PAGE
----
Queen Elizabeth's death has triggered a range of reactions from members of Canada's African diaspora. For some, she will forever be tied to the grievous harms suffered by Africans during centuries of slavery and colonialism.
According to the U.K.'s national archives, "Britain was one of the most successful slave-trading countries. Together with Portugal, the two countries accounted for about 70 per cent of all Africans transported to the Americas."
That history, and Britain's ensuing intervention in Africa, has elicited strong criticism of the monarchy.
"Her personal fortune was built on slavery and colonization, death [and] genocide," said Rinaldo Walcott, a professor at the University of Toronto whose research focuses on Black cultural studies.
"The Queen and the monarchy represent to me the ongoing brutal history of colonization." - Rinaldo Walcott, professor of Black cultural studies
"Almost any Black nation in the world that has been touched by the British Empire continues to be at the bottom of every global measure possible," Walcott adds. "At the same time, these same countries and their peoples — everything has been extracted from them."
South African far-left political party, the Economic Freedom Fighters released a public letter after the Queen's death stating they do not mourn the monarch because "her death is a reminder of a very tragic period in [South Africa] and Africa's history."
The letter noted the dispossession of land and resources experienced by Africans during Britain's colonial rule across the continent.
It was also the British Royal Family that sanctioned the actions of Cecil John Rhodes, who plundered this country, Zimbabwe and Zambia," read the statement.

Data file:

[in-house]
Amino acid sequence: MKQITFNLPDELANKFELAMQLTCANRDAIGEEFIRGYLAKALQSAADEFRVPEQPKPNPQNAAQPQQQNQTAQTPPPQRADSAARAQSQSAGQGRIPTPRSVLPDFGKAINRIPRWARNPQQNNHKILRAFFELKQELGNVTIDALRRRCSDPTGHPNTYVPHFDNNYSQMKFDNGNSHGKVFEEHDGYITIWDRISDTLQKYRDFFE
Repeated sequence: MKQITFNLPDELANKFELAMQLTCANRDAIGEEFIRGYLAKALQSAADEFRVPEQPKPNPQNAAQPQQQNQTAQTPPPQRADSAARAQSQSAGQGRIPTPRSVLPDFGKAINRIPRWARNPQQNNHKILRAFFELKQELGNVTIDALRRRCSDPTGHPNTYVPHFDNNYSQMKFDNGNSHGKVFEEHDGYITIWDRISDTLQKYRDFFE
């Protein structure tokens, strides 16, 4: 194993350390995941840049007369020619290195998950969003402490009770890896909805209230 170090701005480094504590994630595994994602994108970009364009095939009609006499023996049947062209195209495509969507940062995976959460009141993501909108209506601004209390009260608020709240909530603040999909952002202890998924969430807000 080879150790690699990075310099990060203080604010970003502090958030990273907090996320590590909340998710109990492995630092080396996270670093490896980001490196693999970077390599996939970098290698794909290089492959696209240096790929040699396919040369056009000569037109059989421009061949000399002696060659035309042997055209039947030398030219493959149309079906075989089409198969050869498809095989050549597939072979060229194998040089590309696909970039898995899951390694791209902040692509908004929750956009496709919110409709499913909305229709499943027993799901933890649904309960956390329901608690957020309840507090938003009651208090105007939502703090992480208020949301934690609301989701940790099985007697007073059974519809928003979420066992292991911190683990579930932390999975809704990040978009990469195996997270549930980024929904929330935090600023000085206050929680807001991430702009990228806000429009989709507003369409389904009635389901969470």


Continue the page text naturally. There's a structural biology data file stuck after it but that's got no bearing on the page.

Rhodes, a British-born South African, was an imperialist, businessman and politician during the reign of Queen Victoria. He founded the De Beers diamond firm in 1888, and he played an instrumental role in the late 19th-century seizure of vast swaths of land.
Rhodes saw the English as a master race, and his policies are viewed as having paved the way for apartheid in South Africa.
'Colonialism isn't a single event'
Sharon Nyangweso, who is originally from Kenya, said the social and economic effects of colonialism are still being felt in Africa today.
"Sometimes when people think about colonialism ... they think of it as a historical thing that is played out in a Game of Thrones type situation. But my father was born when Kenya was a colony," she said.
"Colonialism isn't a single event. It is a system that we are still navigating and reeling from. We all have stories like that of my great-grandmother who educated her children, her daughter specifically, in the dark of night because they weren't allowed to go to the colonial schools."
Nyangweso also points to the treatment of anti-colonialists in Kenya as an example of Britain's violent legacy in the East African country. In the 1940s, nationalists had pushed Britain for political rights and land reforms.
But thousands of Kenyans were detained and killed during the Mau Mau revolt against British rule in the 1950s. In 2013, the U.K. government agreed to pay about $30 million Cdn to Kenyans abused and tortured by British colonial forces during the uprising.
Others say they 'mourn the Queen'
Still, some Africans in Canada remain steadfast in their devotion to the Queen and are lamenting her death.
"Most Ghanaians I talk to, most of them are heartbroken," said Ghanaian-Canadian Thomas Adu.
Britain played an important role in shaping Ghana, Adu says, and the African country's connection to England as a member of the Commonwealth is a source of pride.
"A lot of teachers [in Ghana] came from the U.K., so we had a lot of assistance from Britain," said Adu.
"If I had my way I would like to go to Buckingham Palace and mourn the Queen."